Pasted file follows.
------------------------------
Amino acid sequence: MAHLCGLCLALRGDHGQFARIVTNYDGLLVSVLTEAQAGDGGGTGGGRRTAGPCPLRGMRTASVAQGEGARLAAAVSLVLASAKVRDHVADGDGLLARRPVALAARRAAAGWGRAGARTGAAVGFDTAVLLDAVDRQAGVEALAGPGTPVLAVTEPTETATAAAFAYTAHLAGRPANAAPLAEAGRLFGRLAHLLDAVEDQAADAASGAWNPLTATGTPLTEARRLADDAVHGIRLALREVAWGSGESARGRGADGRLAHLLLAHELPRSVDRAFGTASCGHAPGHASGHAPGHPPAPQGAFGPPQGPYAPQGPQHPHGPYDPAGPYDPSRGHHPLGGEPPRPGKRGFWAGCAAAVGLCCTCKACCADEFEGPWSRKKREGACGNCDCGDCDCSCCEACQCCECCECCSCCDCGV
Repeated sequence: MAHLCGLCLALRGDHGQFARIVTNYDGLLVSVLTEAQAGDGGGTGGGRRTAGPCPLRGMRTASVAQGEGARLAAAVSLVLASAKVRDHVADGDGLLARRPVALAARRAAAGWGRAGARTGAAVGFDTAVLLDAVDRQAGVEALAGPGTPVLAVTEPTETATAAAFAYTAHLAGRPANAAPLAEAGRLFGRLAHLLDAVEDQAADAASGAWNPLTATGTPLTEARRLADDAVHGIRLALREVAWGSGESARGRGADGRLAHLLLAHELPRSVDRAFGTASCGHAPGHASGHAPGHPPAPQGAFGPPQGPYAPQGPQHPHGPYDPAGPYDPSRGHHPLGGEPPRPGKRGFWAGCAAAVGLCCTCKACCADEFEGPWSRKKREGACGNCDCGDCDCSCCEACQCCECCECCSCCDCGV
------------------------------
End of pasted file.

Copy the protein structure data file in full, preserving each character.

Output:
Amino acid sequence: MAHLCGLCLALRGDHGQFARIVTNYDGLLVSVLTEAQAGDGGGTGGGRRTAGPCPLRGMRTASVAQGEGARLAAAVSLVLASAKVRDHVADGDGLLARRPVALAARRAAAGWGRAGARTGAAVGFDTAVLLDAVDRQAGVEALAGPGTPVLAVTEPTETATAAAFAYTAHLAGRPANAAPLAEAGRLFGRLAHLLDAVEDQAADAASGAWNPLTATGTPLTEARRLADDAVHGIRLALREVAWGSGESARGRGADGRLAHLLLAHELPRSVDRAFGTASCGHAPGHASGHAPGHPPAPQGAFGPPQGPYAPQGPQHPHGPYDPAGPYDPSRGHHPLGGEPPRPGKRGFWAGCAAAVGLCCTCKACCADEFEGPWSRKKREGACGNCDCGDCDCSCCEACQCCECCECCSCCDCGV
Repeated sequence: MAHLCGLCLALRGDHGQFARIVTNYDGLLVSVLTEAQAGDGGGTGGGRRTAGPCPLRGMRTASVAQGEGARLAAAVSLVLASAKVRDHVADGDGLLARRPVALAARRAAAGWGRAGARTGAAVGFDTAVLLDAVDRQAGVEALAGPGTPVLAVTEPTETATAAAFAYTAHLAGRPANAAPLAEAGRLFGRLAHLLDAVEDQAADAASGAWNPLTATGTPLTEARRLADDAVHGIRLALREVAWGSGESARGRGADGRLAHLLLAHELPRSVDRAFGTASCGHAPGHASGHAPGHPPAPQGAFGPPQGPYAPQGPQHPHGPYDPAGPYDPSRGHHPLGGEPPRPGKRGFWAGCAAAVGLCCTCKACCADEFEGPWSRKKREGACGNCDCGDCDCSCCEACQCCECCECCSCCDCGV